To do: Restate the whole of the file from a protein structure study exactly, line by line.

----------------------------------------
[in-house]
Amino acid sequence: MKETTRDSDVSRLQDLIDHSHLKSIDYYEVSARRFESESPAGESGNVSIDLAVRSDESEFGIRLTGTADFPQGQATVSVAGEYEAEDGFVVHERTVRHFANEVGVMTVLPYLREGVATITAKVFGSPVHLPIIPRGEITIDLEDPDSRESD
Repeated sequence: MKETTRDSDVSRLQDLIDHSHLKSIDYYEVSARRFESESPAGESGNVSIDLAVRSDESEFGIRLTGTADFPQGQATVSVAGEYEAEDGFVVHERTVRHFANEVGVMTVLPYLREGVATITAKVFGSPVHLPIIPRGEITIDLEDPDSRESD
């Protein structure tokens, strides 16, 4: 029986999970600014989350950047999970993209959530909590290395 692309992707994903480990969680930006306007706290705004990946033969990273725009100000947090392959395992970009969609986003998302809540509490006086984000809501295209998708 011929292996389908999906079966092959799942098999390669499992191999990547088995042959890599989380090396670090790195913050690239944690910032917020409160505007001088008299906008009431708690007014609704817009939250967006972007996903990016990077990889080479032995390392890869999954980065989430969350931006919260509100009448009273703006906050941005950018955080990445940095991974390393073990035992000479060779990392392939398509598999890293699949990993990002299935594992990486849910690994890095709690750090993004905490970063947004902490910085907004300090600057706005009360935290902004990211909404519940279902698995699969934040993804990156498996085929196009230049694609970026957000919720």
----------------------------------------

[in-house]
Amino acid sequence: MKETTRDSDVSRLQDLIDHSHLKSIDYYEVSARRFESESPAGESGNVSIDLAVRSDESEFGIRLTGTADFPQGQATVSVAGEYEAEDGFVVHERTVRHFANEVGVMTVLPYLREGVATITAKVFGSPVHLPIIPRGEITIDLEDPDSRESD
Repeated sequence: MKETTRDSDVSRLQDLIDHSHLKSIDYYEVSARRFESESPAGESGNVSIDLAVRSDESEFGIRLTGTADFPQGQATVSVAGEYEAEDGFVVHERTVRHFANEVGVMTVLPYLREGVATITAKVFGSPVHLPIIPRGEITIDLEDPDSRESD
């Protein structure tokens, strides 16, 4: 029986999970600014989350950047999970993209959530909590290395 692309992707994903480990969680930006306007706290705004990946033969990273725009100000947090392959395992970009969609986003998302809540509490006086984000809501295209998708 011929292996389908999906079966092959799942098999390669499992191999990547088995042959890599989380090396670090790195913050690239944690910032917020409160505007001088008299906008009431708690007014609704817009939250967006972007996903990016990077990889080479032995390392890869999954980065989430969350931006919260509100009448009273703006906050941005950018955080990445940095991974390393073990035992000479060779990392392939398509598999890293699949990993990002299935594992990486849910690994890095709690750090993004905490970063947004902490910085907004300090600057706005009360935290902004990211909404519940279902698995699969934040993804990156498996085929196009230049694609970026957000919720």